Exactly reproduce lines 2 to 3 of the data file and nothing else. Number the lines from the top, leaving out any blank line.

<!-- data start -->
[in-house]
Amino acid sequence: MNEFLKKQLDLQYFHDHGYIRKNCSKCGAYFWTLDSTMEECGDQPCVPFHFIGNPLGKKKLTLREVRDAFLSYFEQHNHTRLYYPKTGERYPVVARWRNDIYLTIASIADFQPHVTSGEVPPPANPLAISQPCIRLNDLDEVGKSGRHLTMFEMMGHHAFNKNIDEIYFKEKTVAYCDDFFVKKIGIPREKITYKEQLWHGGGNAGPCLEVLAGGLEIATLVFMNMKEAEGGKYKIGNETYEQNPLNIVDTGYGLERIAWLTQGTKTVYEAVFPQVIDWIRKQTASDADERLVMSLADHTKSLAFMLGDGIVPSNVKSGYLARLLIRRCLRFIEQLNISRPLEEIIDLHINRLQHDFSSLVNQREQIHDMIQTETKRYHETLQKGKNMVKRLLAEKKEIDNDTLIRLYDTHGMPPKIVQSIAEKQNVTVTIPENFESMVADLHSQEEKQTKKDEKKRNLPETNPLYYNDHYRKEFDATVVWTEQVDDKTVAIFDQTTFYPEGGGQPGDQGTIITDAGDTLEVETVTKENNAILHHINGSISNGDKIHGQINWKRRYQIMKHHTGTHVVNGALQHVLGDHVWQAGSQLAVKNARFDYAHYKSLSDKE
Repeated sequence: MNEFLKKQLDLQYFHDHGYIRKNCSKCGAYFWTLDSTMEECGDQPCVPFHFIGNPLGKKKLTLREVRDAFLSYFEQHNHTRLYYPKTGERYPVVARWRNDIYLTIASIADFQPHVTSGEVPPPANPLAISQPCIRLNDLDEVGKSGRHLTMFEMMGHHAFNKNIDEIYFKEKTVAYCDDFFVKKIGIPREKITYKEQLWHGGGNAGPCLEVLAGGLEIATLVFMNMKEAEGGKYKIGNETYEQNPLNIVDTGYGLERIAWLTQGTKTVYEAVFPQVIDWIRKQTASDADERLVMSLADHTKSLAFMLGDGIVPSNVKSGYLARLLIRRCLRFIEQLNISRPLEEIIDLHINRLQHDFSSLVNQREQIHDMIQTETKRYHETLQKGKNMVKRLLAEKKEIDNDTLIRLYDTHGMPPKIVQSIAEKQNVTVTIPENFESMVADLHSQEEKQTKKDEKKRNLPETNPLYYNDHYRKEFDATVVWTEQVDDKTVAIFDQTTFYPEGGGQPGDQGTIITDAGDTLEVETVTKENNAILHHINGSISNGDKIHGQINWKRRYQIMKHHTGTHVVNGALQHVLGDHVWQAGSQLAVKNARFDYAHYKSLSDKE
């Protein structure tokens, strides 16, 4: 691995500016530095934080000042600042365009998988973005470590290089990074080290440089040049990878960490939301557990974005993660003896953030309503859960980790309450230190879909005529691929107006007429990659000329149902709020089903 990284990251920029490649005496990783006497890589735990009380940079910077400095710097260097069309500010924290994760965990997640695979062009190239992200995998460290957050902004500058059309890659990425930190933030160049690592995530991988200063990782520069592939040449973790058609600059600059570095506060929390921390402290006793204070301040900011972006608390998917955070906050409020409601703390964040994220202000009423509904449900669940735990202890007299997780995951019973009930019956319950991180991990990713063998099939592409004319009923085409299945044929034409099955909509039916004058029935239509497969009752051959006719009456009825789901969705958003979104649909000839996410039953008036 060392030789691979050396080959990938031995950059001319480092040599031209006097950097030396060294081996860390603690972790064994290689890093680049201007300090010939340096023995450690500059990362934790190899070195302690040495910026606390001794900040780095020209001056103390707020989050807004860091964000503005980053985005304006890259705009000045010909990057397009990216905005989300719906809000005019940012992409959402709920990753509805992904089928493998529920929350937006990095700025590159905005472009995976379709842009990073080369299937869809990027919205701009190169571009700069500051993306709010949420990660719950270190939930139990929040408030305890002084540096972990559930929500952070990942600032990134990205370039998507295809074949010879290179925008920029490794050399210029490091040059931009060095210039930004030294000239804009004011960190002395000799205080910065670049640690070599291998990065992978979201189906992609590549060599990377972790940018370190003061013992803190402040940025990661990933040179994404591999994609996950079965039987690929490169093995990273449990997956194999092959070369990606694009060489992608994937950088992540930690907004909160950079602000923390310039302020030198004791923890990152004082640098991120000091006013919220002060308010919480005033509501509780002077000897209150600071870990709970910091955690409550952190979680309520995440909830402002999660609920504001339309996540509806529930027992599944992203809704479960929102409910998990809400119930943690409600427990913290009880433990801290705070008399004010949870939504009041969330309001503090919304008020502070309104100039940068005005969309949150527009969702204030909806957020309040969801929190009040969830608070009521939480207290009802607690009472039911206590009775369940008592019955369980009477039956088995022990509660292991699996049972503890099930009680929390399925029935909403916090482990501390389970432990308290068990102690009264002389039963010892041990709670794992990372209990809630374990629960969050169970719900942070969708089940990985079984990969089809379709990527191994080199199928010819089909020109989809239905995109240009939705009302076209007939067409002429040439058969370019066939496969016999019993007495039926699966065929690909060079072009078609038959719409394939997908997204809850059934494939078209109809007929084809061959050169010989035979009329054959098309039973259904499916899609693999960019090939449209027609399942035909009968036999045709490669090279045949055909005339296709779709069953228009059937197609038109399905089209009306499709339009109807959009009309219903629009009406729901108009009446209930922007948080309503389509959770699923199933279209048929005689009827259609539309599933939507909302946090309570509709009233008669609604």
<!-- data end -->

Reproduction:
Amino acid sequence: MNEFLKKQLDLQYFHDHGYIRKNCSKCGAYFWTLDSTMEECGDQPCVPFHFIGNPLGKKKLTLREVRDAFLSYFEQHNHTRLYYPKTGERYPVVARWRNDIYLTIASIADFQPHVTSGEVPPPANPLAISQPCIRLNDLDEVGKSGRHLTMFEMMGHHAFNKNIDEIYFKEKTVAYCDDFFVKKIGIPREKITYKEQLWHGGGNAGPCLEVLAGGLEIATLVFMNMKEAEGGKYKIGNETYEQNPLNIVDTGYGLERIAWLTQGTKTVYEAVFPQVIDWIRKQTASDADERLVMSLADHTKSLAFMLGDGIVPSNVKSGYLARLLIRRCLRFIEQLNISRPLEEIIDLHINRLQHDFSSLVNQREQIHDMIQTETKRYHETLQKGKNMVKRLLAEKKEIDNDTLIRLYDTHGMPPKIVQSIAEKQNVTVTIPENFESMVADLHSQEEKQTKKDEKKRNLPETNPLYYNDHYRKEFDATVVWTEQVDDKTVAIFDQTTFYPEGGGQPGDQGTIITDAGDTLEVETVTKENNAILHHINGSISNGDKIHGQINWKRRYQIMKHHTGTHVVNGALQHVLGDHVWQAGSQLAVKNARFDYAHYKSLSDKE
Repeated sequence: MNEFLKKQLDLQYFHDHGYIRKNCSKCGAYFWTLDSTMEECGDQPCVPFHFIGNPLGKKKLTLREVRDAFLSYFEQHNHTRLYYPKTGERYPVVARWRNDIYLTIASIADFQPHVTSGEVPPPANPLAISQPCIRLNDLDEVGKSGRHLTMFEMMGHHAFNKNIDEIYFKEKTVAYCDDFFVKKIGIPREKITYKEQLWHGGGNAGPCLEVLAGGLEIATLVFMNMKEAEGGKYKIGNETYEQNPLNIVDTGYGLERIAWLTQGTKTVYEAVFPQVIDWIRKQTASDADERLVMSLADHTKSLAFMLGDGIVPSNVKSGYLARLLIRRCLRFIEQLNISRPLEEIIDLHINRLQHDFSSLVNQREQIHDMIQTETKRYHETLQKGKNMVKRLLAEKKEIDNDTLIRLYDTHGMPPKIVQSIAEKQNVTVTIPENFESMVADLHSQEEKQTKKDEKKRNLPETNPLYYNDHYRKEFDATVVWTEQVDDKTVAIFDQTTFYPEGGGQPGDQGTIITDAGDTLEVETVTKENNAILHHINGSISNGDKIHGQINWKRRYQIMKHHTGTHVVNGALQHVLGDHVWQAGSQLAVKNARFDYAHYKSLSDKE